The Authority explained that if anyone receives an automated call pretending to be from AMSA, it is a scam, as AMSA does not use automated calling.

We do not use automated or computer-generated calling in any circumstances

AMSA stated.

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For this reason, it encouraged to report scams to Scamwatch at the Australian Competition and Consumer Commission (ACCC).

This helps ACCC warn people about current scams, monitor trends, and disrupt scams where possible. If someone reports, they will need to include details of the scam contact they received, for example, an email or screenshot.

In addition, there several ways that scammers may try to contact anyone, including emails, telephone calls and text messages, or through websites and social media.

Email scams

Sending copycat emails with attachments or links that:

  • Go to fake login screens or web pages to trick you into downloading malicious software or giving them your personal information;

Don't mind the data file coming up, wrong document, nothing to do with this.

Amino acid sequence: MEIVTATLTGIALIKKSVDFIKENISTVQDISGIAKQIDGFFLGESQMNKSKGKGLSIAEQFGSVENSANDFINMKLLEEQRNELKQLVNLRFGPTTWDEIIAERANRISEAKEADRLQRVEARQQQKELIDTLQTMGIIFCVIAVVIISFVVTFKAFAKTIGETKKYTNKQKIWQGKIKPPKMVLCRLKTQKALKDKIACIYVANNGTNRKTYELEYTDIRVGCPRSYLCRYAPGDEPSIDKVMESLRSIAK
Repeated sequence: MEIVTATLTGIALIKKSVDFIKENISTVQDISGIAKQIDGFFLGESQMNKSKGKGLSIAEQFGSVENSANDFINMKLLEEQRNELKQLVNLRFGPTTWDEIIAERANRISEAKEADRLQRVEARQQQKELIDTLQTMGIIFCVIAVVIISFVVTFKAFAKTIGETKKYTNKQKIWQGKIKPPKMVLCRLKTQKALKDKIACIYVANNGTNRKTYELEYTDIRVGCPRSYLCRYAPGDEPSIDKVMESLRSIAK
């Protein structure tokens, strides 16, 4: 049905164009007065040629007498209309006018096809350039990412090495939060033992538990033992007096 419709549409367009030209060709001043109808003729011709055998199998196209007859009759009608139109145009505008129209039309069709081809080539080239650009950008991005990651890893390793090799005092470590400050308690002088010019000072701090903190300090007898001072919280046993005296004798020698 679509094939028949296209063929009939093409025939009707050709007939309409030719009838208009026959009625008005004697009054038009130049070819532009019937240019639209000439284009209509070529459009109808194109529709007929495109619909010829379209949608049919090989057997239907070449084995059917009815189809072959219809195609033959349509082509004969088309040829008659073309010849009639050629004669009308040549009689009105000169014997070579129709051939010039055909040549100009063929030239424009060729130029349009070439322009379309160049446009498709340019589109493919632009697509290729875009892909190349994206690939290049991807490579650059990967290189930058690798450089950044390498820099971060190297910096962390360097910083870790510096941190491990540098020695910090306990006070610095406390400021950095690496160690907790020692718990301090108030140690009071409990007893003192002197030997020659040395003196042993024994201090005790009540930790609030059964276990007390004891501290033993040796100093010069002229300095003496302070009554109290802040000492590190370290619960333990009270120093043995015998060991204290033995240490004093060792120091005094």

• Contain programs that record your computer key strokes to get your personal information or login credentials.

Phone scams

  • Using false phone numbers that appear to come from inside Australia to make and receive phone calls and text messages;
  • Sending pre-recorded voice messages to people asking for an immediate call back.

Websites and social media scams

  • Sending ransomware (malicious software) that stops your computer working until you pay a fee;
  • Spoofing websites or login pages to get your personal information;
  • Accessing your public profile on social media to learn about you so they can meet proof of record ownership or break your passwords;
  • Posting or sending job advertisements which ask you to provide personal or financial details up-front. They could be in the form of emails, on noticeboards, and on social media and job recruitment websites.